Steve Jobs famously once described the Apple TV, “as a hobby”, a description that rather belittled the rather capable little media-streaming box. In fact Apple TV is now big business, with over $1bn of Apple TVs sold last year and with the launch of new Apple TV, the company is finally throwing its collective engineering, design and marketing muscle behind capturing the last screen.

So, what are the key battles and opportunities for the Apple TV?

The app store to be seen in

Will existing developers feel they need to develop Apple TV versions of their apps? Almost definitely, if the response to the Apple Watch has been anything to go by, not least because apps that run on the Apple TV can also run on iPhone and iPad but also to complete their app portfolios – iPhone, iPad, iWatch, Apple TV…

App handover

At the launch event Hipster Whale demoed Crossy Road featuring handoff – you can start playing on a mobile device and then continue on Apple TV.

Apple Crossy Road

A clever feature and great for commuting gamers, but if adopted across other app segments like ecommerce it could be an easy way to reduce task abandonment and increase conversions. We already see the purchasing journey spanning desktop and mobile, perhaps TV is the ultimate destination?

For gamers

With a controller packed full of sensors, a low price point and some of the best game developers invested in the ecosystem, the gaming market will certainly be taking notice, but will Sony and Microsoft be worried? Perhaps not, but if I were Nintendo – the kings of casual gaming – I may be more so.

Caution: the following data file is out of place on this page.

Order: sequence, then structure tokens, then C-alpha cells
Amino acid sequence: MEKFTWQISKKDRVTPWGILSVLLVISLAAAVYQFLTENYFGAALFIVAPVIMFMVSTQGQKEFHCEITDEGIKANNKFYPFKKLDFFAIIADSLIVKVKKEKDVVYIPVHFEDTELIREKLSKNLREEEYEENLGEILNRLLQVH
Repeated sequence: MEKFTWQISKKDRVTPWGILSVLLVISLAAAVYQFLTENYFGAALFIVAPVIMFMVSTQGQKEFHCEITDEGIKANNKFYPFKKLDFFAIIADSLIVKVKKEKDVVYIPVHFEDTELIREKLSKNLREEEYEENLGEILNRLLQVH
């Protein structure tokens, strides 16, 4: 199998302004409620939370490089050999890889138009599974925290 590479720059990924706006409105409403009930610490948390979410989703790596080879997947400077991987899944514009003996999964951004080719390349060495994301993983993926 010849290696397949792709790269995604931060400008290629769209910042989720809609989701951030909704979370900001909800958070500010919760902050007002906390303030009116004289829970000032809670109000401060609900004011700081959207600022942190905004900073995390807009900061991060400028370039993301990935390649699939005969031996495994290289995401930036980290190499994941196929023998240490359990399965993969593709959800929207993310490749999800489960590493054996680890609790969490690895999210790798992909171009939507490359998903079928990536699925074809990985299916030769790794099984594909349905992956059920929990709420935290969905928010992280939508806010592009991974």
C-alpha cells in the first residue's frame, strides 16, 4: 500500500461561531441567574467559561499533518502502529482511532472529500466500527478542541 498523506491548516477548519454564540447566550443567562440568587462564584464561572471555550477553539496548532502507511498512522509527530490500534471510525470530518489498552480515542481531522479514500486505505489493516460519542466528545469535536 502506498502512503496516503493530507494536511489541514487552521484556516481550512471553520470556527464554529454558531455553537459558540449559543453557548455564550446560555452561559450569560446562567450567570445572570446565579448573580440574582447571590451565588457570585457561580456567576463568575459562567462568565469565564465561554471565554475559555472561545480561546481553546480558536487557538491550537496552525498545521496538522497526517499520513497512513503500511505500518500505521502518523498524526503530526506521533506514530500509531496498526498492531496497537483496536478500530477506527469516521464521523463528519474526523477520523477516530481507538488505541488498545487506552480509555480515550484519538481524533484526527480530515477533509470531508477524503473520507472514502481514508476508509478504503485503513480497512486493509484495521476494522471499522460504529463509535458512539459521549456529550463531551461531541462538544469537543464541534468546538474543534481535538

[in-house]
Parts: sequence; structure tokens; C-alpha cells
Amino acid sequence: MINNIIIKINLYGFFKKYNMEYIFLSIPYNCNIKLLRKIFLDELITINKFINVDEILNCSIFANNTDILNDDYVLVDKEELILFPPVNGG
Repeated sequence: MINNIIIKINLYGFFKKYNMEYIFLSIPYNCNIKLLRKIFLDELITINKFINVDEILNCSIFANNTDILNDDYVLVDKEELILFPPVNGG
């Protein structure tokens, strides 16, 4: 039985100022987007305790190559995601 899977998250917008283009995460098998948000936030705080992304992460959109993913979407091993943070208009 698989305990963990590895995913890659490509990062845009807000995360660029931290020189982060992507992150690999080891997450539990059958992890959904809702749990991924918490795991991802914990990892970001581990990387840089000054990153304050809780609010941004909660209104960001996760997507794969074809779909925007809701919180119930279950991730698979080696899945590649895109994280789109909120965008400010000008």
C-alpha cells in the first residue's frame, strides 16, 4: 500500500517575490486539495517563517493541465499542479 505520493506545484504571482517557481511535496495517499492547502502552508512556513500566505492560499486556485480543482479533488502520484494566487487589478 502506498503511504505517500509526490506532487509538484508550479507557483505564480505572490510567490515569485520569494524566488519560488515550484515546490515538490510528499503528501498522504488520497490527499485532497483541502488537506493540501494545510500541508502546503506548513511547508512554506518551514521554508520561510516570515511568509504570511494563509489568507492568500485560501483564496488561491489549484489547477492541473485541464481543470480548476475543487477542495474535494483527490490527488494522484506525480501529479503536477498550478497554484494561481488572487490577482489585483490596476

The new Apple TV remote handset

To drive gaming-led purchases Apple would need a must have game, think Angry Birds or Halo to really drive perception change.

As a hub for HomeKit (and the IOT)

Missing at launch, but HomeKit integration has to be only an OS update or two away. CES in 2015 debuted a number of devices able to interact with HomeKit   – Apple’s interface for the internet of things – and it’s a market in which Apple’s competitors already have a foothold (e.g. Google with Nest).

Media singularity

It’s been rumoured that Apple couldn’t deliver on plans to bring subscription based content to the Apple TV at launch. Whilst third party streaming services like Netflix and Hulu have been on the device for some time, Apple’s offering can’t be far away. Singularity in music and video streaming alongside live events would be the holy grail. Movies 1, alongside Beats 1?

Will Apple take over the living room? Perhaps. The discussion over the TV space will ultimately concern how we consume the shows and films we love. “50 inch” Apps are a nice to have, as are usability perks like game handoff, but what will almost ultimately fuel adoption is content and especially video.